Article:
Celebrating Diversity! Eight New & Notable LGBTQ Books for Young Adults

In celebration of LGBTQ Pride Month, and in an effort to promote diversity in kids' literature, we've put together a list of eight highly praised LGBTQ books for young adults, all of which published (or will publish) in 2017.

Why is diversity in kids' literature so important? According to Rudine Sims Bishop, Professor Emerita of Education at The Ohio State University, and former selection committee member for both the Caldecott and Newbery awards, in her essay "Mirrors, Windows, and Sliding Glass Doors":

When children cannot find themselves reflected in the books they read, or when the images they see are distorted, negative, or laughable, they learn a powerful lesson about how they are devalued in the society of which they are a part. ...Children from dominant social groups have always found their mirrors in books but they, too, have suffered from the lack of availability of books about others....They need books that will help them understand the multicultural nature of the world they live in, and their place as a member of just one group, as well as their connections to all other humans. ...[B]ooks may be one of the few places where children who are socially isolated and insulated from the larger world may meet people unlike themselves. If they see only reflections of themselves, they will grow up with an exaggerated sense of their own importance and value in the world - a dangerous ethnocentrism.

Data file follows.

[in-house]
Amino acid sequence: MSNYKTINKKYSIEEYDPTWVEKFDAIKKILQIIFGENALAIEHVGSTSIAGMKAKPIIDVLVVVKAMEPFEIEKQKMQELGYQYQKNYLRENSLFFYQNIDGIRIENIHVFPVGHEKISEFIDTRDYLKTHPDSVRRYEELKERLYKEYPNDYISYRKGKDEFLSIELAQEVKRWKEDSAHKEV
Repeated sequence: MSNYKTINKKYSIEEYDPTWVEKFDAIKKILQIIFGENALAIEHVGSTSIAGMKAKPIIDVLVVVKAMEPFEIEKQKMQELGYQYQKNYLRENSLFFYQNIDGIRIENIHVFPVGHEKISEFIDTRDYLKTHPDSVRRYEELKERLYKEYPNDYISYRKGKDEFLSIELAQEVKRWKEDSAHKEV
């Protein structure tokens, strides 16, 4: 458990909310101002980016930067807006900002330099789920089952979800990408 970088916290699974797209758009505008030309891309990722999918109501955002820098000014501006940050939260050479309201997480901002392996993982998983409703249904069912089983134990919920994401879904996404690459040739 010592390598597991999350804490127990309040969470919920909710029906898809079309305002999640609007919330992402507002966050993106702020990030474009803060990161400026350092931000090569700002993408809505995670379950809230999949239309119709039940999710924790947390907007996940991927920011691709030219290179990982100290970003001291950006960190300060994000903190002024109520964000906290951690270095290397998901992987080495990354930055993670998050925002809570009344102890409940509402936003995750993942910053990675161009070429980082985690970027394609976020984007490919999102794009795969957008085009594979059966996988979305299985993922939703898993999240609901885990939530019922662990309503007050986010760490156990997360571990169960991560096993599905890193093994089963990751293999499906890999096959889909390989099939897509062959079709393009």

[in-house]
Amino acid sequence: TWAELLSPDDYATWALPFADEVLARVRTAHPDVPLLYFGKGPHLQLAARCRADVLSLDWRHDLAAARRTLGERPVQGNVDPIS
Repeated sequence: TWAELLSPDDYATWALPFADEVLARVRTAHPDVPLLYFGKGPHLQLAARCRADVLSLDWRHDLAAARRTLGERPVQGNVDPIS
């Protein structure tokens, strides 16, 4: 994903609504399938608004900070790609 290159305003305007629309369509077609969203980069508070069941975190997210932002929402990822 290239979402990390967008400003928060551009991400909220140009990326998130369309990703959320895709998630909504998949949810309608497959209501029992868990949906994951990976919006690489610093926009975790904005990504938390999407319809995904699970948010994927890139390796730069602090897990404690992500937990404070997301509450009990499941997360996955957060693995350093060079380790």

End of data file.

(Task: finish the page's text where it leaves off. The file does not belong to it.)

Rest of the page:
What do you think of our list? If there are other outstanding YA LGBTQ books you'd like to add you can do so at the bottom.

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You've Got a Friend In Me: Celebrating Women's Friendships

There has been much talk in recent years about why women need friendships with other women. According to a much referenced 2000 UCLA study, friendships between women not only "soothe our tumultuous inner world, fill the emotional gaps in our marriage, and help us remember who we really are," they're also good for women's health. These nine books explore the various aspects of women's friendships in all their complexities.

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The Environment in Fiction

How do you take something as sprawling and all-encompassing as the environment around us and make it one of the primary players in fiction? These fascinating and compelling novels show us how it's done. What's more, they fulfill the basic premise of fiction, which is to make the story universal, to drive home the impact and maybe shed light on something we might not have heard about before. Just in time for Earth Day, these dramatic novels will doubtless give you plenty of fuel for discussion as we face the daunting challenge ahead of us.

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Six Debut Authors to Read & Discuss